Nancy Pelosi’s Asia tour included a series of high-profile meetings: talks with the prime ministers of Singapore and Malaysia; a meeting with Taiwan’s president; and a possible dialogue with Japan’s prime minister by the end of the week.
Missing from this list is the president of South Korea, who missed a one-on-one meeting with the Speaker of the House as he resides in Seoul.
Ms. Pelosi arrived in South Korea on Wednesday afternoon. While Yoon Suk-yeol was in northern Seoul attending a play, he takes selfies and dines with the cast of a comedy about a subway station worker.
Mr. Yoon’s office explained that he was not available to meet the US leader in person.
“I have received questions about whether the president avoided meeting with the speaker of the House because he was wary of China.” his spokesman said The Washington Post. “All these things are decided based on a thorough consideration of the national interest of our country.”
Instead, the allied pair had a 40-minute phone meeting on Thursday.
The pair discussed the US alliance with South Korea and “deterrence” against North Korea, according to a readout of the call.
The Speaker of the House, for her part, appeared satisfied with the South Korea leg of the tour, which included talks with the Speaker of the South Korean National Assembly and a visit to the Demilitarized Zone between North and South Korea.
“A relationship that began with urgency and security many years ago has become the warmest friendship,” Ms. Pelosi said at a news conference with South Korean leaders.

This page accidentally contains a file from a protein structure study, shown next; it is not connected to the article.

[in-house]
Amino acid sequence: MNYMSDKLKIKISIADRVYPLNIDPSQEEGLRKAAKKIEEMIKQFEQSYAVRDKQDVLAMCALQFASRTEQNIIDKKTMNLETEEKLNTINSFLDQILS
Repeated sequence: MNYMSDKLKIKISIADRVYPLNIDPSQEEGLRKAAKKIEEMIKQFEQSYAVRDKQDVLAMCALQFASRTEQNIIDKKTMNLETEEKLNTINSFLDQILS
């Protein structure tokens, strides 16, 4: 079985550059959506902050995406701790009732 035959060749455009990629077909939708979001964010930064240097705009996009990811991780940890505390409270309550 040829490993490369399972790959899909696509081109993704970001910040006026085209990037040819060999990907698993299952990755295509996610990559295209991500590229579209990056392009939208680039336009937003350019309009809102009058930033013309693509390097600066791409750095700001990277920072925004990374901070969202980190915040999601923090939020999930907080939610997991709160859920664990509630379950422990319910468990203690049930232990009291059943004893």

“We want to promote security, economy and governance in an interparliamentary way,” he added.
Domestically, the perceived snub was met with a mixed reaction.
South Korean opposition member Kim Eui-kyeom praised Mr. Yoon for the omission, saying he avoided “jumping into the fire of the US-China conflict” that continued Ms. Pelosi’s trip, especially her controversial Taiwan leg.
“Yun avoiding meeting with Pelosi may send wrong messages to US and China,” says right-wing Chosun Ilbo The newspaper argued in an editorial, warning of a “condescending attitude” towards Xi Jinping.
Mr Yoon, who took office in May, argued on the campaign trail that coexistence with the US and China was possible. The former is a major defense partner to South Korea and the latter is South Korea’s largest trading partner.
“It’s still early in his presidency and Yun has to walk a fine line,” said Choi Jin, head of the Seoul-based Presidential Leadership Institute. he said The Wall Street Journal.
Mr. Yoon has not always tiptoed around China’s wishes.
In June, he angered China by attending a NATO summit in Madrid, while this month South Korea’s military will resume full-scale military exercises with the US.